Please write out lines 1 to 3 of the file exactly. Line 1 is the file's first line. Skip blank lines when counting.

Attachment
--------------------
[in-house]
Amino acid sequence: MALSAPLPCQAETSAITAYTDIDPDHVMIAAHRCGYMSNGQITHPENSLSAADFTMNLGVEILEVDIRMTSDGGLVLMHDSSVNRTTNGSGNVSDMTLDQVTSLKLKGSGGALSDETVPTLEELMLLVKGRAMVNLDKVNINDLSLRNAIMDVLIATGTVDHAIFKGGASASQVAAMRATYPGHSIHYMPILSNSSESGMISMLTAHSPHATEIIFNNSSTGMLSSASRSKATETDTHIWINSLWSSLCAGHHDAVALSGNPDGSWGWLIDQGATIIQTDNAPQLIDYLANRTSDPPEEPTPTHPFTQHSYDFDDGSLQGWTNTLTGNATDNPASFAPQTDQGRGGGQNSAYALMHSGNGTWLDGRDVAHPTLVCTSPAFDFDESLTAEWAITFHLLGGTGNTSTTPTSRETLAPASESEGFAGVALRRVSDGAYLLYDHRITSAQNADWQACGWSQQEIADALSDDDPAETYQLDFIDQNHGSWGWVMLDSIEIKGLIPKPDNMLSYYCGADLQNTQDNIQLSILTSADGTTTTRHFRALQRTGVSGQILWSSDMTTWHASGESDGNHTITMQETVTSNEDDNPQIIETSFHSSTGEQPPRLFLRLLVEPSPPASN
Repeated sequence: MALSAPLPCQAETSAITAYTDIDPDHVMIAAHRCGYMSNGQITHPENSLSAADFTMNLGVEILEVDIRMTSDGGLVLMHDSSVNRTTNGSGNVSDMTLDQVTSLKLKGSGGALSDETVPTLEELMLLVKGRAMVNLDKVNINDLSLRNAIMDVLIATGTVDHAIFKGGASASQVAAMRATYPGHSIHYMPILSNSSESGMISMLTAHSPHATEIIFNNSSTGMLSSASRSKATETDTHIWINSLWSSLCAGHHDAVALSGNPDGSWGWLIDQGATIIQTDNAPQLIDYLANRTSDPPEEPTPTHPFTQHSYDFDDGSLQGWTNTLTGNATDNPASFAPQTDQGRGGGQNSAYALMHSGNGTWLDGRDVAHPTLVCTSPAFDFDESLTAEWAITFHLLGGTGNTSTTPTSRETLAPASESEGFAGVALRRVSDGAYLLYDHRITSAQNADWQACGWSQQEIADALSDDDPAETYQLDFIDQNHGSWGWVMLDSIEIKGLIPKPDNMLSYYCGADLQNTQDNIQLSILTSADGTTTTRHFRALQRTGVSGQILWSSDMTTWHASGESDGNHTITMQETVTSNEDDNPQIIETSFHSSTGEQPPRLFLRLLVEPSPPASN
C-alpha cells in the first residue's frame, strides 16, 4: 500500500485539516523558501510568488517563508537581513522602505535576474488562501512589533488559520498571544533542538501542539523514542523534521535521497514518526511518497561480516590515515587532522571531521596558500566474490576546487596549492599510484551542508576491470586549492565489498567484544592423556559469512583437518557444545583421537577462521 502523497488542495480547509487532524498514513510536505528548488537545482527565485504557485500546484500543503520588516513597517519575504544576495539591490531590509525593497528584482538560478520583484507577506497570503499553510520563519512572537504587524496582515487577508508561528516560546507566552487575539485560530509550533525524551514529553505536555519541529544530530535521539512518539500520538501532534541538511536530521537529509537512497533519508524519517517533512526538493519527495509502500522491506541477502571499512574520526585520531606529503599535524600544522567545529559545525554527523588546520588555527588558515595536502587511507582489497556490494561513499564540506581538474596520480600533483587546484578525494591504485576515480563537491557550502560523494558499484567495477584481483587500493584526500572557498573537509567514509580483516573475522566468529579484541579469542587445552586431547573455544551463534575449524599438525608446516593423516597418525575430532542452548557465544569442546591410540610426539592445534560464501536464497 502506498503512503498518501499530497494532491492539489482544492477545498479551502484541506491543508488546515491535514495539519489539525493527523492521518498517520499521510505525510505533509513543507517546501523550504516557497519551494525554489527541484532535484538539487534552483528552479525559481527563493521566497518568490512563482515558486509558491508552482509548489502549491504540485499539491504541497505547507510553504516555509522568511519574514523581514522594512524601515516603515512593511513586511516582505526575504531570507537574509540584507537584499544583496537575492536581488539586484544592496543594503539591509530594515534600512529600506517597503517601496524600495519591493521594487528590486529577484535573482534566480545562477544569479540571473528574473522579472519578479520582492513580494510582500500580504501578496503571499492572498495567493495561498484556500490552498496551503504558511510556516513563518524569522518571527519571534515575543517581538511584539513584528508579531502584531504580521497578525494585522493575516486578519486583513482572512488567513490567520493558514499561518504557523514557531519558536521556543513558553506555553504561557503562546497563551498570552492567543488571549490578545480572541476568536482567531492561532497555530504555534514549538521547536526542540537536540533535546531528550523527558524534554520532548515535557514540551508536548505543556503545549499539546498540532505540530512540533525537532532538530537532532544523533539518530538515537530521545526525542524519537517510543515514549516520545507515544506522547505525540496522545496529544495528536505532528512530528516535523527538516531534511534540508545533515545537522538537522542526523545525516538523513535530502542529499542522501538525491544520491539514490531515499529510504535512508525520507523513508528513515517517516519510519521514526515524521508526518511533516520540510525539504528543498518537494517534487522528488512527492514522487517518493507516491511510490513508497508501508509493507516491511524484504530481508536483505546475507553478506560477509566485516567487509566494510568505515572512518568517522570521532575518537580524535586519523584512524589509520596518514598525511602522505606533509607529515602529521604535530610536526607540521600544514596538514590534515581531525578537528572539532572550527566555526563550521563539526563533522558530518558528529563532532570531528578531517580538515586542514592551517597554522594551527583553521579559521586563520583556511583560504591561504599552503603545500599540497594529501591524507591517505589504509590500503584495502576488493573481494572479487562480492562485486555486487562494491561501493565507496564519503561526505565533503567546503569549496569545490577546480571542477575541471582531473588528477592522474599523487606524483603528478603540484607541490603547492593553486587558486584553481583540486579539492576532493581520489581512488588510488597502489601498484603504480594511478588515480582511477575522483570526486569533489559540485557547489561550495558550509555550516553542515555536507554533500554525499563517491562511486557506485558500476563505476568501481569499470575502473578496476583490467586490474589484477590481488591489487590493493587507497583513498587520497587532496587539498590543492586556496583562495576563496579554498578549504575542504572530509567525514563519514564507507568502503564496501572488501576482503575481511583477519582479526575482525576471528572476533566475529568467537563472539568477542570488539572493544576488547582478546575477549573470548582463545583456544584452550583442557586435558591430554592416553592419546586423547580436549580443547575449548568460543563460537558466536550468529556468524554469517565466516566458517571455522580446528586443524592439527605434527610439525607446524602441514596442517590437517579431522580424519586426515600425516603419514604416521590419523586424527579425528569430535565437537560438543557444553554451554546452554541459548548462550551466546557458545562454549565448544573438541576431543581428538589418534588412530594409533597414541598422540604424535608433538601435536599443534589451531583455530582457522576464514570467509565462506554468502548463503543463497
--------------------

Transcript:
[in-house]
Amino acid sequence: MALSAPLPCQAETSAITAYTDIDPDHVMIAAHRCGYMSNGQITHPENSLSAADFTMNLGVEILEVDIRMTSDGGLVLMHDSSVNRTTNGSGNVSDMTLDQVTSLKLKGSGGALSDETVPTLEELMLLVKGRAMVNLDKVNINDLSLRNAIMDVLIATGTVDHAIFKGGASASQVAAMRATYPGHSIHYMPILSNSSESGMISMLTAHSPHATEIIFNNSSTGMLSSASRSKATETDTHIWINSLWSSLCAGHHDAVALSGNPDGSWGWLIDQGATIIQTDNAPQLIDYLANRTSDPPEEPTPTHPFTQHSYDFDDGSLQGWTNTLTGNATDNPASFAPQTDQGRGGGQNSAYALMHSGNGTWLDGRDVAHPTLVCTSPAFDFDESLTAEWAITFHLLGGTGNTSTTPTSRETLAPASESEGFAGVALRRVSDGAYLLYDHRITSAQNADWQACGWSQQEIADALSDDDPAETYQLDFIDQNHGSWGWVMLDSIEIKGLIPKPDNMLSYYCGADLQNTQDNIQLSILTSADGTTTTRHFRALQRTGVSGQILWSSDMTTWHASGESDGNHTITMQETVTSNEDDNPQIIETSFHSSTGEQPPRLFLRLLVEPSPPASN
Repeated sequence: MALSAPLPCQAETSAITAYTDIDPDHVMIAAHRCGYMSNGQITHPENSLSAADFTMNLGVEILEVDIRMTSDGGLVLMHDSSVNRTTNGSGNVSDMTLDQVTSLKLKGSGGALSDETVPTLEELMLLVKGRAMVNLDKVNINDLSLRNAIMDVLIATGTVDHAIFKGGASASQVAAMRATYPGHSIHYMPILSNSSESGMISMLTAHSPHATEIIFNNSSTGMLSSASRSKATETDTHIWINSLWSSLCAGHHDAVALSGNPDGSWGWLIDQGATIIQTDNAPQLIDYLANRTSDPPEEPTPTHPFTQHSYDFDDGSLQGWTNTLTGNATDNPASFAPQTDQGRGGGQNSAYALMHSGNGTWLDGRDVAHPTLVCTSPAFDFDESLTAEWAITFHLLGGTGNTSTTPTSRETLAPASESEGFAGVALRRVSDGAYLLYDHRITSAQNADWQACGWSQQEIADALSDDDPAETYQLDFIDQNHGSWGWVMLDSIEIKGLIPKPDNMLSYYCGADLQNTQDNIQLSILTSADGTTTTRHFRALQRTGVSGQILWSSDMTTWHASGESDGNHTITMQETVTSNEDDNPQIIETSFHSSTGEQPPRLFLRLLVEPSPPASN